M Craft’s forthcoming release Blood Moon is due for release on June 17th via Heavenly Recordings. Today, he has unveiled a new video, for…Read More
M Craft’s forthcoming release Blood Moon is due for release on June 17th via Heavenly Recordings. Today, he has unveiled a new video, for the single “Chemical Trails.” Directed by George Byrne and shot around Palm Springs, the video captures the dreamy, drifty essence of the track, which is loosely about the way we all shine in the light, all too briefly, then fade away. Of the video Craft says: “George Byrne is a friend of mine who lives in LA. I love his photography so was very happy when he liked my record and wanted to work with me. We wanted to match the improvisational quality of the record so we kept the plans loose, and jumped in our cars and spent a day filming around Palm Springs before stopping to do some underwater shots at a friends’ house. We both love the director Terence Malick and wanted to capture his pace and meditative quality.”
Living in a cabin on the edge of the Mojave desert, M. CRAFT discovered that isolation loves a soundtrack. Without the usual urban chaos to disturb the natural order, the volume of the eco-system rose on everything within earshot: “The silence around Joshua Tree is otherworldly, deep, almost impossible,” says Craft.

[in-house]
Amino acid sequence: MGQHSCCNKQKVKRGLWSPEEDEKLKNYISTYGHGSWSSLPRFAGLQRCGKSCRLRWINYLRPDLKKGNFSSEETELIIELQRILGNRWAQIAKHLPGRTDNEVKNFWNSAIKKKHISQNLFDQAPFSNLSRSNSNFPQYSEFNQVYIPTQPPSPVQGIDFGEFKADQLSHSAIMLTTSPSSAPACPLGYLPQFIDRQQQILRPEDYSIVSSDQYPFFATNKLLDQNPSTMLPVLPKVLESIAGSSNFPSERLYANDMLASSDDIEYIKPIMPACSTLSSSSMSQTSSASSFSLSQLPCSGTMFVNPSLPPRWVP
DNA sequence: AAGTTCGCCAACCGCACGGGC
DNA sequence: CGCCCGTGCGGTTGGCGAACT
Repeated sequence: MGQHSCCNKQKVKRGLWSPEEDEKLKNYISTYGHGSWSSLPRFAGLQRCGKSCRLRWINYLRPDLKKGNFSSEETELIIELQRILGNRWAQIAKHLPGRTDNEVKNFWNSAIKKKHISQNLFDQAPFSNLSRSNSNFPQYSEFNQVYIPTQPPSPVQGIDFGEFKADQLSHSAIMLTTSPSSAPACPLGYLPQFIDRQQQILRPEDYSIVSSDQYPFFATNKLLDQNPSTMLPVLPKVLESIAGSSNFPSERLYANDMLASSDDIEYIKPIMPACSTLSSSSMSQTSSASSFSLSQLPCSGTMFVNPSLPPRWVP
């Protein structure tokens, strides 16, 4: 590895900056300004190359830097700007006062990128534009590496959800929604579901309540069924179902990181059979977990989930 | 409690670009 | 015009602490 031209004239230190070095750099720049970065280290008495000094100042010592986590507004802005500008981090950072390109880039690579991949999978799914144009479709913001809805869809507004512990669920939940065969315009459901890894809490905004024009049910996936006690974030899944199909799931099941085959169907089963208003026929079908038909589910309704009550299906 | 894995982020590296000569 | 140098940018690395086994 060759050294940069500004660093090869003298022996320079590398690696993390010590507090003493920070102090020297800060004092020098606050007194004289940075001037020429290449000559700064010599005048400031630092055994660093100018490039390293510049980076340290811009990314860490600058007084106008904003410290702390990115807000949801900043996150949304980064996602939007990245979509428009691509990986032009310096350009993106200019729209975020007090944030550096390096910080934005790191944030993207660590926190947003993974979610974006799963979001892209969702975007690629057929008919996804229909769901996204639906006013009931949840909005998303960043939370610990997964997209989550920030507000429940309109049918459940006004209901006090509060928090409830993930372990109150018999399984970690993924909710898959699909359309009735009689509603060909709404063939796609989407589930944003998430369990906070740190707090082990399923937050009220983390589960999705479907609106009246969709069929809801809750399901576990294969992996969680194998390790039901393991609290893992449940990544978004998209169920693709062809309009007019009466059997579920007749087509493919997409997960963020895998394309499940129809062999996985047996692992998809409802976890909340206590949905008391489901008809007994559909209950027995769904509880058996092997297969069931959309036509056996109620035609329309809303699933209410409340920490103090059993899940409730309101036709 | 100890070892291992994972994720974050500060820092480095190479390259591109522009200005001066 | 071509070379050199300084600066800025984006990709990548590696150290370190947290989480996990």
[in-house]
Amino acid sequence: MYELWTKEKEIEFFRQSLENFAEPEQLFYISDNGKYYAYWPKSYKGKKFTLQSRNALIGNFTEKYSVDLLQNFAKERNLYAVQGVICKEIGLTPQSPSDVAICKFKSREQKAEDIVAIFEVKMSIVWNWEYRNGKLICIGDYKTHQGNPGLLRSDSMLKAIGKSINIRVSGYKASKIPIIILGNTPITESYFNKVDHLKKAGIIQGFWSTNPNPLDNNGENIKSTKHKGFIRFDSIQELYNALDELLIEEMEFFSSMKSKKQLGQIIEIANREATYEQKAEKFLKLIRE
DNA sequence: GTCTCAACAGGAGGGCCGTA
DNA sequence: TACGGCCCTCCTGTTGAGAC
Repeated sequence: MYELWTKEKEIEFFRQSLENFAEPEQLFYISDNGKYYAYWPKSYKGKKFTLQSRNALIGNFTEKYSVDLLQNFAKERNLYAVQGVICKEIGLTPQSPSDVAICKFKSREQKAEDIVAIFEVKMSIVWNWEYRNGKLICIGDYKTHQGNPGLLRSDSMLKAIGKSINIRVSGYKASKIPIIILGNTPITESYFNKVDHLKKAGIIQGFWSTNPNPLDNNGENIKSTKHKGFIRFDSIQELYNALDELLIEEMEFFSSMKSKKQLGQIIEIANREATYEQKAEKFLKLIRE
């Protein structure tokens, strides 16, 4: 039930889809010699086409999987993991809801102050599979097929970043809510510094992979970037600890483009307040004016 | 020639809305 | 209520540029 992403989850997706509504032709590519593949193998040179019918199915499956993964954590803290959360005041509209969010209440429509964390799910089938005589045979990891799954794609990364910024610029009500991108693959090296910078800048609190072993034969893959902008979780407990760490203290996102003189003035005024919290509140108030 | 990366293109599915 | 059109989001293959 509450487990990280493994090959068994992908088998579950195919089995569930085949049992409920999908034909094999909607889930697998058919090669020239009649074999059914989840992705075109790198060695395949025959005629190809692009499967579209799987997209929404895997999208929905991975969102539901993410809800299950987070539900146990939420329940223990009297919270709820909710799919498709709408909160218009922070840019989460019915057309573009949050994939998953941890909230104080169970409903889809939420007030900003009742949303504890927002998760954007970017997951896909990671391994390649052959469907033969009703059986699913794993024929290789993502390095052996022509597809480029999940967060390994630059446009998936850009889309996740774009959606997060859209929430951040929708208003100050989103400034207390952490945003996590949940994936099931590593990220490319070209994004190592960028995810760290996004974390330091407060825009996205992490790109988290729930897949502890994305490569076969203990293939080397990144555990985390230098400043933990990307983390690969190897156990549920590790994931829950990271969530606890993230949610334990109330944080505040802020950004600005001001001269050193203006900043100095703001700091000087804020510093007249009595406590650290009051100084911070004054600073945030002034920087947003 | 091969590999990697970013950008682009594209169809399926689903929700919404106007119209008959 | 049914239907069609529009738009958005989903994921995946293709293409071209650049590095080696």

Blood Moon – M. Craft’s third full album – is very much a score for seclusion. Inspired by witnessing the titular lunar event twice during his time as a desert resident, Blood Moon began life in a studio in nearby Los Angeles as a series of unstructured, experimental piano pieces. “I’d long been planning a piano-based record and I found a recording studio in Echo Park with a hundred-year-old Mason and Hamlin concert grand piano.” says Craft. “I simply sat down and improvised, with no plans or direction. Over a few months of these sessions, I ended up with several hour-long pieces of piano music. Taking everything back to the desert, I started to carve shapes from these pieces and songs started to form.”
“I hope the record takes the listener off into the clear night air of Joshua Tree, that profound, neon-flecked silence, the star-spangled skies of the Mojave desert, under that lonely little sphere of rock caught in a red shadow.”